It is, however, difficult to determine how far the conditions of existence in the first half of the fifteenth century among the citizens of the capital resembled those found in Russia. The difficulty arises, not merely from distance of time, but from the fact that in the empire manners, usages, the conception of life, and the influence of religion were neither Western nor modern. The people were governed much as Russia is governed now: but there were important differences due to race, tradition, and environment. Nevertheless, the condition of the empire reminds one of the Russia of fifty years ago. There were the same great distances between the capital and the provinces and the same difficulty of communication. News travelled slowly; public opinion hardly existed. There were in the country a mass of ignorant peasants tilling the ground and caring little for anything else, peasants who were in a condition of serfdom, thinking of the emperor as a demi-god and rendering unquestioning obedience to his representatives; thinking of the Church as a divine institution entrusted with miraculous powers to confer a life after death, but far too ignorant to trouble themselves about heresies or dogmas. Among these peasants probably only the priests and monks were able to read, although among a people naturally intelligent this would not necessarily imply a want of interest in what was going on around them. The analogy to Russia must not be pushed too far. Religion and language, a common form of Christianity and the traditional duty of submission to the rule of Constantinople were the bonds which held the empire together, but the Greek tendency to individualism and the political development of the empire which destroyed the belief that allegiance was necessarily due to the ruler in the capital had been for two centuries a disintegrating element which prevented the growth of the apathy on political and social questions, and the deadly contentment which has been a characteristic of the great Slavic race.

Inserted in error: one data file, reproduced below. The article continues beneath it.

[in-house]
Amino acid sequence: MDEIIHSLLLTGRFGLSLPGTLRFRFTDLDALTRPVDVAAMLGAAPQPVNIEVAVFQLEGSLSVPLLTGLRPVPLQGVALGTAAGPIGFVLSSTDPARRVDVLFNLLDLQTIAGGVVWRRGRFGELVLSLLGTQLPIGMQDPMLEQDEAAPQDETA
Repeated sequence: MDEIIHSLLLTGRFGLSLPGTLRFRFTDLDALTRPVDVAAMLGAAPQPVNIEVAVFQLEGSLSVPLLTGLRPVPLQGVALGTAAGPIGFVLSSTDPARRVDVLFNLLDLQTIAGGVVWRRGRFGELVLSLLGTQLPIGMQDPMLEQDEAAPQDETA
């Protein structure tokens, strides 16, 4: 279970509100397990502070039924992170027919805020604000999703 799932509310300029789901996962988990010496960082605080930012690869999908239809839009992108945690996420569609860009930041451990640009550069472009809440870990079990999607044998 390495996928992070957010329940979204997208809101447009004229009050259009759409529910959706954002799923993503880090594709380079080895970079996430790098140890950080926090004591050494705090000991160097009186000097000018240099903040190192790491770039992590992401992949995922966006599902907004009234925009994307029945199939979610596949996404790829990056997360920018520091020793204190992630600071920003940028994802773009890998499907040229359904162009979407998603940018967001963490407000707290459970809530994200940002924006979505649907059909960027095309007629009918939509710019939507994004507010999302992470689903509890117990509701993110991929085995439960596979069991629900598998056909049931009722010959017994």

In the cities there was intellectual life: Salonica, Nicaea, Smyrna, and other centres of population had in times past vied with the capital in general culture and still retained something of their attachment to it. To the last hour of the empire there was, as we have seen, general and absorbing interest in the question of the Union of the Churches. But interest in other questions which had once kept religious thought from stagnation had largely died out. The more pressing questions of life interested the citizens. Moreover, the people believed that all questions of Christian belief had been settled. The Creed was final and had no more need of revision than the style of the Parthenon. The practices adopted from Paganism had become so generally accepted as to pass without dispute. Iconoclasts and Paulicians can hardly be said to have left any representatives. A Pagan Christianity with a Pantheism accepting holy springs, miraculous pictures, miracle-working relics, had become the accepted form of faith, a form which we of the twentieth century find it as difficult to understand as the earlier belief which had regarded the emperor as divinity.

Meet Bob Atchison - the Creator of this Website

I am an icon painter, Russian Historian and Austin Web Designer formerly of Seattle, Washington and now living in Austin, Texas. My interest in Byzantium and icons began when I was 8 years old and read my first book on Byzantium called "The Fall of Constantinople".